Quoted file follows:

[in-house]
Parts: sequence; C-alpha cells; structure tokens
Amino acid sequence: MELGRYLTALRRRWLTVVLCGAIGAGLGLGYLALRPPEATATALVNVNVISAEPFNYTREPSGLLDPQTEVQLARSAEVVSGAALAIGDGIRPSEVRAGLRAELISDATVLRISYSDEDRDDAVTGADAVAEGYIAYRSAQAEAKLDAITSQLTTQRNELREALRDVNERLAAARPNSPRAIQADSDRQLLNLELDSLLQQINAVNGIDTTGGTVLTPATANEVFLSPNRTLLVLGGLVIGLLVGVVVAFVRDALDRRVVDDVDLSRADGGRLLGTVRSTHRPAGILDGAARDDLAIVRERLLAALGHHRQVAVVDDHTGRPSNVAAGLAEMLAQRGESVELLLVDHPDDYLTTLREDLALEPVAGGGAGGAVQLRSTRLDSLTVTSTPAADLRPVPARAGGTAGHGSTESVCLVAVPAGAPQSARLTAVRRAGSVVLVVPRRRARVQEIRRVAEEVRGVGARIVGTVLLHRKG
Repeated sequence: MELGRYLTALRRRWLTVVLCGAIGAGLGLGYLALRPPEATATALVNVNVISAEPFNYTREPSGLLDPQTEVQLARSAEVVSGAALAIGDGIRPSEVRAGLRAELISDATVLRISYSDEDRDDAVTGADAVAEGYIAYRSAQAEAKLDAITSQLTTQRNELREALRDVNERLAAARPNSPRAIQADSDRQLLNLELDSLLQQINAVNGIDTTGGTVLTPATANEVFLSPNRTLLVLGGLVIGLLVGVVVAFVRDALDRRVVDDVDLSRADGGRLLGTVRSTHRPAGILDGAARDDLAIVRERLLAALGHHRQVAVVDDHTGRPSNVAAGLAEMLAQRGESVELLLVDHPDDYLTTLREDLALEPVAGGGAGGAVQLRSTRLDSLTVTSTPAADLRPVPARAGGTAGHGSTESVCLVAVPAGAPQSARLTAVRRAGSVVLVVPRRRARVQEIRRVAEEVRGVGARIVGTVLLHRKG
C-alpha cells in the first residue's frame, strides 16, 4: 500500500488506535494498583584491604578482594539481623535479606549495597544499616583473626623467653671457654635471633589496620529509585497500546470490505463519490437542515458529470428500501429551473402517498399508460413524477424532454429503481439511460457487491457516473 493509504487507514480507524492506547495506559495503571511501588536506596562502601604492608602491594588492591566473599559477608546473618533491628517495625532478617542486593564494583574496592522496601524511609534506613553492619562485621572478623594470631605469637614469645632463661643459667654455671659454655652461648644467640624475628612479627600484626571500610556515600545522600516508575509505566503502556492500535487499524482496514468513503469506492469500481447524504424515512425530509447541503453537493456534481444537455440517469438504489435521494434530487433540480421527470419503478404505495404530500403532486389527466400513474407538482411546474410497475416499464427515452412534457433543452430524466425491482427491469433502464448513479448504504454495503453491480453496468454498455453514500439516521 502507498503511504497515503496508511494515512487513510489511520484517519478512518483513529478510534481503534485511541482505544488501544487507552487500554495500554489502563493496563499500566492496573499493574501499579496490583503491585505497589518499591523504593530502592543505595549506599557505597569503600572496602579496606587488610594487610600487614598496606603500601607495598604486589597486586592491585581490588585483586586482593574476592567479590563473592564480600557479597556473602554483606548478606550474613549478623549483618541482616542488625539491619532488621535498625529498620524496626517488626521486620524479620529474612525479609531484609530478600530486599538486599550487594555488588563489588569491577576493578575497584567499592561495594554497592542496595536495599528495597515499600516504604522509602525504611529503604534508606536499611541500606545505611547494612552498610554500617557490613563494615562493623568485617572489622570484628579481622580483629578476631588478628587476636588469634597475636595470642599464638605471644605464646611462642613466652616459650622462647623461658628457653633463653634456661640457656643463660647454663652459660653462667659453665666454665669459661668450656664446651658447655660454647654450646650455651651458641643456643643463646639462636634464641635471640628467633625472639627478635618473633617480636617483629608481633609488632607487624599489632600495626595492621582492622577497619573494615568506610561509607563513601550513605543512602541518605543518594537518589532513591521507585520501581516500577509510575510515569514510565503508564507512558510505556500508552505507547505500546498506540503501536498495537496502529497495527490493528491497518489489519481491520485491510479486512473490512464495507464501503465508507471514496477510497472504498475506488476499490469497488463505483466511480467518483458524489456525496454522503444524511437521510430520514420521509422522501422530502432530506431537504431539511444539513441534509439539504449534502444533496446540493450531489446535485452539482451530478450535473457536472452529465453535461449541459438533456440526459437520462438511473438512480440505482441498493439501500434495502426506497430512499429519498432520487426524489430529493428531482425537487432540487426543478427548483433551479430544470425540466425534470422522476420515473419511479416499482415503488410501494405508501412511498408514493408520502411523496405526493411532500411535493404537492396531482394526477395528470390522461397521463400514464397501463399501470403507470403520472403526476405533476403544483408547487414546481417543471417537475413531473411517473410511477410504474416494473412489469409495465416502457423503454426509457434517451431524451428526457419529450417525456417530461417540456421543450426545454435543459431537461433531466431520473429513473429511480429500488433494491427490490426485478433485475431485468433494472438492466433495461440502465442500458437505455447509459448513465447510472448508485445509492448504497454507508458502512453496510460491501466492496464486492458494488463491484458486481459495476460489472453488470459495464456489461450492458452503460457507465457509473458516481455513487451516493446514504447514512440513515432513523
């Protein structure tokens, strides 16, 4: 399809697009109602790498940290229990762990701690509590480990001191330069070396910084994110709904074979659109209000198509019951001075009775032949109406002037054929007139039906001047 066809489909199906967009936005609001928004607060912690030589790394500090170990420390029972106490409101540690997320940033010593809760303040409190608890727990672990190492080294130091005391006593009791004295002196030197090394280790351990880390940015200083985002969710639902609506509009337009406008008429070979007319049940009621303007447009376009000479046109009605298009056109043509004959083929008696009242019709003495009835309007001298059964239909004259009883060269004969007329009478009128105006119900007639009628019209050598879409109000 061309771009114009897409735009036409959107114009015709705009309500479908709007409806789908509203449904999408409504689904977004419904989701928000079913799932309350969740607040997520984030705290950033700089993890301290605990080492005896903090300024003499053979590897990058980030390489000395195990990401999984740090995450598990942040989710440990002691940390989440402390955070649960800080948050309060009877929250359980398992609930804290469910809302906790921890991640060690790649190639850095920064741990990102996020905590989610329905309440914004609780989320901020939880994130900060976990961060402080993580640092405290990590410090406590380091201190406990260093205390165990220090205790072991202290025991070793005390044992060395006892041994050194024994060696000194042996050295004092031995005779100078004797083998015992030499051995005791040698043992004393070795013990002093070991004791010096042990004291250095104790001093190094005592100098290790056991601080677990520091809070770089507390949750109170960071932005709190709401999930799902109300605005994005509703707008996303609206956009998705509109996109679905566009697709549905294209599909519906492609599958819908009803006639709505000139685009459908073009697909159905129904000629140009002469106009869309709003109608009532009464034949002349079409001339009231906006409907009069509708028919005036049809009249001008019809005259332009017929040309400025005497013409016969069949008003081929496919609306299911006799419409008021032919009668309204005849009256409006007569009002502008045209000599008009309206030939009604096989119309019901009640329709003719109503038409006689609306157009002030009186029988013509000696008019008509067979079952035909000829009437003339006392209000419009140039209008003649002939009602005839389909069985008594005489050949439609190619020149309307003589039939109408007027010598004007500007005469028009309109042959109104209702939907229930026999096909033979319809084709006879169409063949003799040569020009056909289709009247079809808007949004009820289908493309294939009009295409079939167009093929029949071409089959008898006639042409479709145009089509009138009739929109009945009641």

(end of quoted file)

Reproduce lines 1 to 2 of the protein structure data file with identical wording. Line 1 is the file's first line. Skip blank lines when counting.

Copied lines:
[in-house]
Parts: sequence; C-alpha cells; structure tokens